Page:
The Vinny Lecavalier Foundation will announce a new partnership with The Lightning Conference of the Florida High School Hockey Association (FHSHA) during The Lightning Cup Final to be held tomorrow evening at the Tampa Bay Times Forum. Tampa Bay Lightning Captain and Foundation Chairman Vinny Lecavalier will be on hand for the puck drop and to make the announcement.
“This is an exciting time for me personally as my foundation expands its scope to support high school hockey throughout Tampa Bay,” says Lecavalier. “I’ve been fortunate to be able to give back to the community in a meaningful way through our work with pediatric cancer and now I’m able to give back to my sport.”
During the 1st and 2nd intermission, more than 50 young FHSHA players will shave their heads in support of Vinny’s work with pediatric cancer and to raise funds for the 4th Annual Bright House Networks Cut for a Cure Charity Challenge presented by Carrabba’s Italian Grill scheduled to launch March 1.
Through the new partnership, the Foundation plans to launch a new Vincent Lecavalier Star of the Week program designed to recognize Tampa Bay area high school hockey players for their work on and off the ice. While program and recognition criteria are in development, it is anticipated the program will recognize hockey’s student athletes for their accomplishments in academics, athletics and community involvement. The “Star of the Week” program will then culminate in an “end of year” luncheon and awards ceremony following a practice at the Tampa Bay Times Forum in the Spring of 2014.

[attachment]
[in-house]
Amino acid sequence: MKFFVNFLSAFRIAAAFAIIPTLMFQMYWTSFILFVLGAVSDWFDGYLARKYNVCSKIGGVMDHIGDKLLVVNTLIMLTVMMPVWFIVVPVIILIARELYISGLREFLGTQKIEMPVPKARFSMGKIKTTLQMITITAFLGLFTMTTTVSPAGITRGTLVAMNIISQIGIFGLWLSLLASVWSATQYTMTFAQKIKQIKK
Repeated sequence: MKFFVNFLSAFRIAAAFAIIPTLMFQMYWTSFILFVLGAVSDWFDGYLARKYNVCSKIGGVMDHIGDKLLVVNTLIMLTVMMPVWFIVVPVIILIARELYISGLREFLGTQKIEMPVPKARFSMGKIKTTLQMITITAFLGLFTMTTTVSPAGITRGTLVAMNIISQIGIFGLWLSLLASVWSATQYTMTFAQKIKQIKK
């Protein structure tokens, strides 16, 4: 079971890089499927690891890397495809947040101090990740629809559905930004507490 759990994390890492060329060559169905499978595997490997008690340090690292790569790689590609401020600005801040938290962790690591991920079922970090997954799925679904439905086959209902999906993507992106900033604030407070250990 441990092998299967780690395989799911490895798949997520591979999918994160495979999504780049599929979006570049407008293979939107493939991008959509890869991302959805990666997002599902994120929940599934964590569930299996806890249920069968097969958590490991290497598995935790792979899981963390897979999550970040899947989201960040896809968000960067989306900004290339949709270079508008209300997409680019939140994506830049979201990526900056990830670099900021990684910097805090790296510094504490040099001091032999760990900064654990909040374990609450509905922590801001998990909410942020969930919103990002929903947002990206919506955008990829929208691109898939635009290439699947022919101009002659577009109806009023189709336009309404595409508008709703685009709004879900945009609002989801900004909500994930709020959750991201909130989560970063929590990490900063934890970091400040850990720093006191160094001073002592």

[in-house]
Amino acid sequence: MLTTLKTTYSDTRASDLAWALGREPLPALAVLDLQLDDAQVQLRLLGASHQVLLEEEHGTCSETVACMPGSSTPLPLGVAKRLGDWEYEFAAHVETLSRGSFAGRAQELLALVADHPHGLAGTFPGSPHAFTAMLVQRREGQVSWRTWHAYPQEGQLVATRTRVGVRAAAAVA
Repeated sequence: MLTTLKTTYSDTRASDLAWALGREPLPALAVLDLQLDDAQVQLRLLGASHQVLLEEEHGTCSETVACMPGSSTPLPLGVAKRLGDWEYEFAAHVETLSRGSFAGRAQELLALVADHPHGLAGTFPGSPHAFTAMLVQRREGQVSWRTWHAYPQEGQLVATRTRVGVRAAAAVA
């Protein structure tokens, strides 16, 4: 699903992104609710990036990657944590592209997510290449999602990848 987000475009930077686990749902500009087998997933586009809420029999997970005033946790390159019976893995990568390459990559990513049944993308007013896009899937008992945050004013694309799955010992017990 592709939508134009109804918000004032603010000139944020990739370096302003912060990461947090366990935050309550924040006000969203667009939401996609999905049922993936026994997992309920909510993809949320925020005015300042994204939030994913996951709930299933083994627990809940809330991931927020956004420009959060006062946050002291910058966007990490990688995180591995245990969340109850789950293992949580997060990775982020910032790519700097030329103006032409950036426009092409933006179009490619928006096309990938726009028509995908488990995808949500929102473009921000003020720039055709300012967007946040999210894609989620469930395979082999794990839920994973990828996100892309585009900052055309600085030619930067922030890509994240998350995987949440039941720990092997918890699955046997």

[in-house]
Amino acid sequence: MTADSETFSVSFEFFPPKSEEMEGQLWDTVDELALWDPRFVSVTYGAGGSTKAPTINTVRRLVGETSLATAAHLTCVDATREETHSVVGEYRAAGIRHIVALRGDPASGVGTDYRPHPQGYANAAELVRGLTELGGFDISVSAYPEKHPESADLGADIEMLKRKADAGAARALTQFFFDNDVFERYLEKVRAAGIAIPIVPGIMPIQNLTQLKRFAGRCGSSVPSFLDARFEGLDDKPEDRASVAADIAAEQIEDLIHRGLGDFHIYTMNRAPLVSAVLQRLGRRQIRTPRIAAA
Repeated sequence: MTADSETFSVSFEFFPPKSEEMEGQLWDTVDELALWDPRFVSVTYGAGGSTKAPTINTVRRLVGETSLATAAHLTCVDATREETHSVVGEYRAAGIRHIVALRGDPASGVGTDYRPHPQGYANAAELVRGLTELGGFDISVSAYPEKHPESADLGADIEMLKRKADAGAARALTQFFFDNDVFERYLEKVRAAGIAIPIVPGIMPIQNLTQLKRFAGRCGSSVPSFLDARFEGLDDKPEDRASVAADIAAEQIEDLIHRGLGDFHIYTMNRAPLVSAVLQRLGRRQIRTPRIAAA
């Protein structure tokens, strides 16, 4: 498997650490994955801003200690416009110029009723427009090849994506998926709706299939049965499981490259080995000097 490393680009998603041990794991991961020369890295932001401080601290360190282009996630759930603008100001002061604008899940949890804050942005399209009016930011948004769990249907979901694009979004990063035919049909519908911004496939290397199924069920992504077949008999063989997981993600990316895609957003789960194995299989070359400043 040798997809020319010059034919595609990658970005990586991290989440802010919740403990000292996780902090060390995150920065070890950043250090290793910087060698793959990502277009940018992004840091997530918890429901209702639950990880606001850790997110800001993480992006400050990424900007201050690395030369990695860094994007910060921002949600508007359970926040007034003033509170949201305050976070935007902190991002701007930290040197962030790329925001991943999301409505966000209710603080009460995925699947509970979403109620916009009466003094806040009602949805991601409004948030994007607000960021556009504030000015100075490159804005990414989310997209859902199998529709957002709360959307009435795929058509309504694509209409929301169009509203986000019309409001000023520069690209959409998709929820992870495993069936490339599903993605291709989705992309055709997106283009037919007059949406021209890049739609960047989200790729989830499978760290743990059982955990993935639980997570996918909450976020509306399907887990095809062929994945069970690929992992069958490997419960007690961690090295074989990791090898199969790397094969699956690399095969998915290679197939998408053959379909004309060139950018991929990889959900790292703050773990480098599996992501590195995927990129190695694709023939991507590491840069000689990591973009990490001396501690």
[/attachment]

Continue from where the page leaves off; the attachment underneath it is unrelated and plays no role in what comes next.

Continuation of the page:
In addition to the Star of the Week program, the Foundation will provide jerseys for players participating in the 2014 Lightning Conference All Star Game.
To date, the Foundation’s work has focused on providing quality pediatric cancer treatment and patient care through The Vincent Lecavalier Pediatric Cancer and Blood Disorders Center at All Children’s Hospital Johns Hopkins Medicine in St. Petersburg, FL. To date, the Foundation estimates it has raised close to $2 million for pediatric cancer and served more than 12,000 patients through the Center.
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